# Computer Science 654 Lecture 1 : Hash Functions Professor Wayne Patterson Howard University Spring 2010 (Stamp Chapter 5)

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Computer Science 654 Lecture 1 : Hash Functions Professor Wayne Patterson Howard University Spring 2010 (Stamp Chapter 5)

Hash Function Motivation Suppose Alice signs M –Alice sends M and S = [M] Alice to Bob (using an encryption key) –Bob verifies that M = {S} Alice –Is it OK to just send S? If M is big, [M] Alice is costly to compute Suppose instead, Alice signs h(M), where h(M) is much smaller than M –Alice sends M and S = [h(M)] Alice to Bob –Bob verifies that h(M) = {S} Alice

Crypto Hash Function Crypto hash function h(x) must provide –Compression  output length is small –Efficiency  h(x) easy to computer for any x –One-way  given a value y it is infeasible to find an x such that h(x) = y –Weak collision resistance  given x and h(x), infeasible to find y  x such that h(y) = h(x) –Strong collision resistance  infeasible to find any x and y, with x  y such that h(x) = h(y) –Lots of collisions exist, but hard to find one

Are There Collisions? Suppose that the hash function h hashes messages to 128 bits. Just for messages of length 150 bits, consider: –For all messages of length 150 bits (2 150 of them), there will be 2 (150-128) = 2 22 = 4,194,304 that will hash to a given value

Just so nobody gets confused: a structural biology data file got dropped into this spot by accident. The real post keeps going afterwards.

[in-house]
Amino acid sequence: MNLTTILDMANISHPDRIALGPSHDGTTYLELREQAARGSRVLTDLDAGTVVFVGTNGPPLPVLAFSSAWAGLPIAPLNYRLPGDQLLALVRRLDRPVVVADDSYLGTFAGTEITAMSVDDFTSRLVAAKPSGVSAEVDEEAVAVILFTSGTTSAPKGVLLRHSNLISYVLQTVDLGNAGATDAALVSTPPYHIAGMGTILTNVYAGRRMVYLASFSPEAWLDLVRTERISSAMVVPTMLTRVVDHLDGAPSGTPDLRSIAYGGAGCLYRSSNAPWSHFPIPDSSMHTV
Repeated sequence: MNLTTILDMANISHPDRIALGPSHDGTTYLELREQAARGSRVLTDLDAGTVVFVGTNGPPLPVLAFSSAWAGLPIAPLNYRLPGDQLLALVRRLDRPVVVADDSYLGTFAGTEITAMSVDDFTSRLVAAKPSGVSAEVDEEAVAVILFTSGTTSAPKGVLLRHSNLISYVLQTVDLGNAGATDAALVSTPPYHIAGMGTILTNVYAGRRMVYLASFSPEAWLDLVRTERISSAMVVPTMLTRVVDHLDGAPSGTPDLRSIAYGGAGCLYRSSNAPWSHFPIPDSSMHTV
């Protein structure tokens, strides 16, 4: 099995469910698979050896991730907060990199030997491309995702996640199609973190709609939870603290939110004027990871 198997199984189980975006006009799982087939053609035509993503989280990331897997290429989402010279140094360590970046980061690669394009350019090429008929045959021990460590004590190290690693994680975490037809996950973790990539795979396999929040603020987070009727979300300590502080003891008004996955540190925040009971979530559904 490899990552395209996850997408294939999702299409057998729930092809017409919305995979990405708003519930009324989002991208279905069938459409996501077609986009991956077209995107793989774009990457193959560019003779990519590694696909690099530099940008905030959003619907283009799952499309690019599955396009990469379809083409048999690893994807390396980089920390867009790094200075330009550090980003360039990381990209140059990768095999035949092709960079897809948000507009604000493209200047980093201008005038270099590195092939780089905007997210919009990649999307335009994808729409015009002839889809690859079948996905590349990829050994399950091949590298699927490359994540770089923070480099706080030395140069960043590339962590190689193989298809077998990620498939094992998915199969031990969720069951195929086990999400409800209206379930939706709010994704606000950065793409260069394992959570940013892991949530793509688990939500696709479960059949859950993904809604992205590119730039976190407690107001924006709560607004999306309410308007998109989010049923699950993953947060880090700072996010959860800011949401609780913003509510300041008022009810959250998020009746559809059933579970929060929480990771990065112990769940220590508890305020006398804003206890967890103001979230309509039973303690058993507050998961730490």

Pre-Birthday Problem Suppose N people in a room How large must N be before the probability someone has same birthday as me is  1/2 –Solve: 1/2 = 1  (364/365) N for N –Find N = 253

Birthday Problem How many people must be in a room before probability is  1/2 that two or more have same birthday? –1  365/365  364/365    (365  N+1)/365 –Set equal to 1/2 and solve: N = 23 Surprising? A paradox? Maybe not: “Should be” about sqrt(365) since we compare all pairs x and y (See birthday calculations.xls)

Of Hashes and Birthdays If h(x) is N bits, then 2 N different hash values are possible sqrt(2 N ) = 2 N/2 Therefore, hash about 2 N/2 random values and you expect to find a collision Implication: secure N bit symmetric key requires 2 N  1 work to “break” while secure N bit hash requires 2 N/2 work to “break”